Editorial: EA and Daedalus

As promised last week while Adeki battled (and continues to battle) pneumonia, this week’s editorial will be about the recent actions taken by and against Electronic Arts largely in regards to the game Star Wars Battlefront II which released just a few days before the publication of this editorial. The goal of this editorial is to chronicle more of what led up to the disaster of a launch the game faced and the potential future of the title not speculate wildly and batter EA any more than everyone else already has (not that they do not deserve it). That being said, there may be a few facts repeated in this editorial that one can also find in SiliconNoob’s recent news post for context.

Of course, the franchise still lives on a a third-person shooter which is...less than favorable.

In the arms of an angel…

For a bit of background information on Electronic Arts, the company has won the title of being the “Worst Company in America” in an annual poll multiple times. In all seriousness, EA has an established reputation of buying up developers like PopCap and then ruining their franchises. An example of this can be found in Plants vs. Zombies 2: It’s About Time which had perfectly fine gameplay that was unfortunately marred by an excess of microtransactions and the inability to just purchase the game standalone the way players were able to with the original Plants vs. Zombies. This has translated to the ruination of franchises such as “Need for Speed”, “The Sims”, “Mass Effect” and possibly even “Titanfall” thanks to the recent aqcuisition of Respawn Entertainment. All because Electronic Arts really does not care about producing entertaining video games, they care about what makes them money. It just so happens to coincide that games that are reviewed favorably often sell better. Star Wars Battlefront II as a whole could very well be a very entertaining and solidly-built game, but the problem is that EA took a product which could have been seen as favorable and destroyed its public image. Which brings us to today, where with each passing day there seems to be a new headline about how screwed EA appears to be at the moment.

It's too late for Respawn Entertainment, just keep running!

Pictured here are developers actively running away from being bought out by EA.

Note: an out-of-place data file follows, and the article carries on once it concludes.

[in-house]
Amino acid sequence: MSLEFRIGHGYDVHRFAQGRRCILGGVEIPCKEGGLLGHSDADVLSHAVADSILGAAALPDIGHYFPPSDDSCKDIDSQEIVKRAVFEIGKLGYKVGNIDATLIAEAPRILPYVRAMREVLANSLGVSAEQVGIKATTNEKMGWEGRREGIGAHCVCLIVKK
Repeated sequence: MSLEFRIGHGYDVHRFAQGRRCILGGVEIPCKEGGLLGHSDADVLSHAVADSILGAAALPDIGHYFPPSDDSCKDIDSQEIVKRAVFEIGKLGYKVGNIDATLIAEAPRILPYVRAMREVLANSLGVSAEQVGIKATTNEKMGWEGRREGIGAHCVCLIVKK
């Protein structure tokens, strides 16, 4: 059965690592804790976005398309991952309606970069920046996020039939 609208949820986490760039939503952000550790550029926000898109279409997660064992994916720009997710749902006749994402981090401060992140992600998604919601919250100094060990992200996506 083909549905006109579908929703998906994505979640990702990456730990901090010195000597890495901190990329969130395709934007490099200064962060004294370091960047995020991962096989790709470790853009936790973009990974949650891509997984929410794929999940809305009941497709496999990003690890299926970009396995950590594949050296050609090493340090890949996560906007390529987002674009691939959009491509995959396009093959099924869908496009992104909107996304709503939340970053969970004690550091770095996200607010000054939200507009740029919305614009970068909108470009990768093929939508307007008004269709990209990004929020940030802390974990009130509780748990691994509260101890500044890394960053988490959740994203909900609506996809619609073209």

One of the main sparks that lit this online fire of rage was a post on Reddit where the user MBMMaverick complained about paying $80 to own the Elite Trooper Deluxe Edition of Star Wars Battlefront II only to have Darth Vader be locked as a playable character. The post read as follows: “This is a joke. I’ll be contacting EA support for a refund… I can’t even playing fucking Darth Vader?!?!? Disgusting. This age of “micro-transactions” has gone WAY too far. Leave it to EA though to stretch the boundaries.” Many other members of the Star Wars Battlefront II subreddit joined in on voicing their concerns about the fact that it would take an estimated 40 hours of gameplay to unlock each additional character to the point where EA decided to make a response. The main takeaway from EA’s response was, “The intent is to provide players with a sense of pride and accomplishment for unlocking different heroes.” This was more than enough to greatly upset the site of Reddit as a whole as the reply now has over 670,000 downvotes which was unprecedented at the time as the previously most downvoted comment only had about 20,000 downvotes and the user asked for said downvotes. The controversy grew and grew to the point where EA, in their infinite kindness, decided to reduce the costs of each additional character by 75%. There was one issue with this though, they also reduced the reward for completing the game’s campaign by 75% as well. Needless to say this only generated more outrage to the point where EA announced they would be removing all microtransactions from the game until further notice.

EA on the other hand, does not.

This does not even look like a bad game! Granted this screenshot is from the Beta but still! It deserves better!

So where does this put EA now? Well, there already appears to be a hefty amount of damage done as Star Wars Battlefront II has not been recieving very good reviews and an extremely large amount of customers have either cancelled their pre-orders or campaigned heavily to make sure others do not purchase the game. When compared to the previous entry in the series Star Wars Battlefront physical sales are down a whopping 60% according to Eurogamer. While a small percentage under 10% could be here or there, the signs point towards the fact that the online campaigning done by disgruntled fans and customers is manifesting itself on the physical marketplace in a very real and serious way. Bob Iger, the CEO of Disney himself, had to call EA because of how large this controversy has gotten! Not to forget that just a few days ago Representative Chris Lee of Hawaii made an official statement denouncing EA’s business practices when it came to Star Wars Battlefront II along with some other comments towards the loot box system as a whole and how predatory in can be when enacted unreasonably. While it is still unclear to see how far this controversy will take itself and what actions EA will do in order to blanket this roaring fire, it should be interesting to see if Square Enix even thinks about trying to pull any fast ones on customers when it comes to the upcoming Kingdom Hearts III given their push towards games as a service. When it comes to money the House of Mouse does not play around.